“Like Dissolves Like,” But How Much?
February 3, 2015
After introducing the concept of “like dissolves like,” sensors can be used to quantify how much solute is dissolved in a solution.
Conductivity is a great tool for quantifying the amount of particular types of solute in a solution. Depending on the type of solute, students can “conduct” an experiment that makes them concentrate on concentration.
There is a linear relationship between the concentration of an electrolyte and its conductivity.
In this activity, based on a lab in Essential Chemistry, the relationship between concentration and conductivity is explored and data is collected with the Wireless Conductivity sensor. The first set of data represents a solution with increasing amounts of salt added. Since salt is an electrolyte, the conductivity is linearly related to the concentration. The second set of data represents a sugar solution. Sugar is soluble in water but, as a non-electrolyte, the concentration cannot be related to the conductivity measurement.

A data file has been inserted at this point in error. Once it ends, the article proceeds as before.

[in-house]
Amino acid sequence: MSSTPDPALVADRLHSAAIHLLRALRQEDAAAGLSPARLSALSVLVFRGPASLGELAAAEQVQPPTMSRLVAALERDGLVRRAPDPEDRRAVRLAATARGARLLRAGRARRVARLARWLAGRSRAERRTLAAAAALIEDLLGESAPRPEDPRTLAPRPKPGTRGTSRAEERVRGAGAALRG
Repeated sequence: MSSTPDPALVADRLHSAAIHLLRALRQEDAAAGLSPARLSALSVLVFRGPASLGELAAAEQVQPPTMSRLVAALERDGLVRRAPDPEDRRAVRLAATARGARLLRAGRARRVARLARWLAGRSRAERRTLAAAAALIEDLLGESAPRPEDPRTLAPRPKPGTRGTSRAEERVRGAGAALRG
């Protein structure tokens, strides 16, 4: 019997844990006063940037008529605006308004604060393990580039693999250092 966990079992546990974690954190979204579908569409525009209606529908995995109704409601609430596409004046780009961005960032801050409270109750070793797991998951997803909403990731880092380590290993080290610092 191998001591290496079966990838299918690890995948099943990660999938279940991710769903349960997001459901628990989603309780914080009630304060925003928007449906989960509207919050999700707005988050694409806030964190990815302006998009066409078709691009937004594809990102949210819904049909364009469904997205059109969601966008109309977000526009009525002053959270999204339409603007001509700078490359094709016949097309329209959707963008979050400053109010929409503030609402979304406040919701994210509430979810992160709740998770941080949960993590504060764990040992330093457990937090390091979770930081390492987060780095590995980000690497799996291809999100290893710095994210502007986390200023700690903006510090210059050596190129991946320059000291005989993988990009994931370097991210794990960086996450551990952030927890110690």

Sugar may be sweet, but the conductivity data of sugar solutions is definitely not. Luckily, sugar molecules have a chiral center and are optically active. The amount of optical rotation will depend on the type and amount of sugar present. Using a Wireless Polarimeter, you can measure the optical rotation of a variety of sugar solution concentrations.
The Polarimeter measures the light intensity vs the angle of rotation.
The change in optical rotation is linearly related to the concentration of the sugar solution.
Determining the amount of solute in a solution is an important part of any chemistry class. Having the appropriate sensors, and knowing the properties of the solutes and solvents, gives students the tools they need to quantify the concentration of a solution.
Our new complete solution includes a traditional textbook, innovative eBook, teacher resources and all the PASCO equipment needed for the lab activities, all for a lower price per student than traditional textbooks. The lab activity in this blog was adapted from the Essential Chemistry lab manual. Learn more.